When Haridas and Laldas had understood these and other necessary directions, and when the chosen day arrived, the Saint left his mud hut and entered the cell. It had no windows or skylight and would be faintly lit only when the door was opened at dawn. It would otherwise be completely dark, and the Saint felt that the cell served his purpose admirably.

Haidas and Laldas followed the strict daily routine described by the Saint for a year, living quietly in their rooms and allowing no one to approach or even speak in the vicinity of the cell. The Saint spent his time either in sleep (which he could enter at will), in meditation, or in repeating a mantra… At last, the final dose of medicine was taken on the 365th day and the Saint told his attendants that he would give darshan to all his devotees the next day…

The next day, Haridas and Laldas opened the door of the cell and prostrated to the Saint, who was standing to receive them, beaming with happiness. His broad, full face proclaimed his regained youth. His skin was rosy and shining with not even the vestige of a wrinkle from head to foot. All the joints of his old body had become supple and strong and his grey hairs had all turned black. His eyesight had become powerful, his deafness had disappeared, and a new set of teeth had grown in. He felt that he had regained the stamina and physique of a young man of thirty years. Even Haridas and Laldas, who had been privileged to see him day after day, were amazed at their Master’s tall, muscular body when he gave them darshan that morning…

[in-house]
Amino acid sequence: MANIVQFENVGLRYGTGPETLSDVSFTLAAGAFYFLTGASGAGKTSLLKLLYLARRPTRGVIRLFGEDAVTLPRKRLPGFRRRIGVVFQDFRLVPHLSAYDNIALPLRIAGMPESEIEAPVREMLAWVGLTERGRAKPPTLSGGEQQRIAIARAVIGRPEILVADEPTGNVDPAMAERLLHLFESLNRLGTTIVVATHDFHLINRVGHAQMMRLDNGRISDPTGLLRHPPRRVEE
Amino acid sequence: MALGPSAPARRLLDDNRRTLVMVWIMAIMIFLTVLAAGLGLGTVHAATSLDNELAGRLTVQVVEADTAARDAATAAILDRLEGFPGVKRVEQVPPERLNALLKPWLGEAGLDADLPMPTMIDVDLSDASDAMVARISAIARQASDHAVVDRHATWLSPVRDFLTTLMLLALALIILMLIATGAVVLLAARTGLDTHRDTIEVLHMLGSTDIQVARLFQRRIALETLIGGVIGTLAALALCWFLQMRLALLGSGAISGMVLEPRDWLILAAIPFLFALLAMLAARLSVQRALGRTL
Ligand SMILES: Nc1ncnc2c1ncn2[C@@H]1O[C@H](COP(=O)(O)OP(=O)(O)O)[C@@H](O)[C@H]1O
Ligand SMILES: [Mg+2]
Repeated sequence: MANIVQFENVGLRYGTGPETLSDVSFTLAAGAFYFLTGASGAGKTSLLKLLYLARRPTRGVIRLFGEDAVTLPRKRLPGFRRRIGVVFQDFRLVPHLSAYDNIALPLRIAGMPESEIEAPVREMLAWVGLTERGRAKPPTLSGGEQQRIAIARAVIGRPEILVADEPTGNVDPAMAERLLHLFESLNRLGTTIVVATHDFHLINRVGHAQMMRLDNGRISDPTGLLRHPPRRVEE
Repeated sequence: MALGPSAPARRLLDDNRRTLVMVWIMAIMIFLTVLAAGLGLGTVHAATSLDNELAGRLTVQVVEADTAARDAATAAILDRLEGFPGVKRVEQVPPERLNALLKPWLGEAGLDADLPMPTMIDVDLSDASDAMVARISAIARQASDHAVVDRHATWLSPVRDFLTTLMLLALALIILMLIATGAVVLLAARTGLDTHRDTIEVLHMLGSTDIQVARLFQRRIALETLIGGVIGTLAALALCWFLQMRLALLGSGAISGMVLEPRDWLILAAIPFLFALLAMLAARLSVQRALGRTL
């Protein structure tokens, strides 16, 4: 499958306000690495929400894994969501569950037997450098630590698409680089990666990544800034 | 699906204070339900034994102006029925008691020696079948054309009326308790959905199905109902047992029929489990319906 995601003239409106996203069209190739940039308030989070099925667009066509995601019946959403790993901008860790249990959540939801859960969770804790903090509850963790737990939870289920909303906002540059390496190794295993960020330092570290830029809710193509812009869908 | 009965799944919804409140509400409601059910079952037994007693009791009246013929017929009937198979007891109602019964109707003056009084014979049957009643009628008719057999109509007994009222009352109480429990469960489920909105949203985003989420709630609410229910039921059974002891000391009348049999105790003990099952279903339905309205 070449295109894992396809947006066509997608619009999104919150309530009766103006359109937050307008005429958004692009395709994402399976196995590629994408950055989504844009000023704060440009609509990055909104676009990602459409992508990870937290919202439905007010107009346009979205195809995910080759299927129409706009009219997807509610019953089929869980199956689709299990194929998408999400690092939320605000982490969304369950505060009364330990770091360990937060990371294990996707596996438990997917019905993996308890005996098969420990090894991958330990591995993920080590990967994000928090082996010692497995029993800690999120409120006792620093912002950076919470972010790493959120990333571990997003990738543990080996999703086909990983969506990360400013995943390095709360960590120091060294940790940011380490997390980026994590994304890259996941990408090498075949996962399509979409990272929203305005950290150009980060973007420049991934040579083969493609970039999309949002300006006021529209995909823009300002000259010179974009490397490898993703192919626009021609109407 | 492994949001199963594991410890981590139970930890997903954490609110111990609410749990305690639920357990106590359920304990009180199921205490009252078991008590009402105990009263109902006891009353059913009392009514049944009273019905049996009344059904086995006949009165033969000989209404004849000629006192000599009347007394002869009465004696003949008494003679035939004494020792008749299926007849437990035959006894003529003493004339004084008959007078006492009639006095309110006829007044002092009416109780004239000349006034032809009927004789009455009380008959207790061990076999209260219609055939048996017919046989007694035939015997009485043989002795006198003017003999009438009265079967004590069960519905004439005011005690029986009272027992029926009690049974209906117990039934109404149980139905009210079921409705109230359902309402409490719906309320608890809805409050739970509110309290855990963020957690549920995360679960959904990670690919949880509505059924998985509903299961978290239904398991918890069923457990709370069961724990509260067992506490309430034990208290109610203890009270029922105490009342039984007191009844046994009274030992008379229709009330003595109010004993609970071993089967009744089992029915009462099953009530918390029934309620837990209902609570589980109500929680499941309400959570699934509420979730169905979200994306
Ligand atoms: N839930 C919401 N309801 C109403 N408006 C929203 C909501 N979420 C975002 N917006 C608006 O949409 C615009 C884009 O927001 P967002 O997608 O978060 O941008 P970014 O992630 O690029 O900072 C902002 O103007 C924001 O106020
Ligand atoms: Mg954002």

Four days after the treatment had been formally terminated, a devotee named Jayaval Singh came and obtained the Saint’s darshan. Jayaval Singh was wealthy and had served the Saint in various ways. He, too, was astonished to behold the youthful face and features of his Guru, and he prostrated to the Master and said, “Maharaj, this kalpa treatment baffles my understanding. If a stranger saw you today, he would say that you were only thirty years old. …No ordinary man can stay in a dark cell for a year in sleep or meditation. I think that the success of your treatment is the combined result of the medicine and the power of your tapas.”

In the description of the Saint’s first kaya kalpa treatment, the “medicine” was described as various herbs, but no name was given to them. I had to cut down the previous paragraphs a little, but from what is missing above, it is clear that the “Saint” as he was called, believed that the herbs and other kalpa conditions were secondary - and he attributed the rejuvenation, for the most part, to Shri Krishna. He seemed to want to be rejuvenated only to be able to continue his spiritual practices.

One thing I note is how similar the “cell” where he spent his time is to a womb. It was dark. It was quiet and secluded with minimum disturbance. He seems to only have consumed raw milk and herbs. He seems to have slept a lot with the balance of time spent in meditation and repeating mantras.

<   ^   >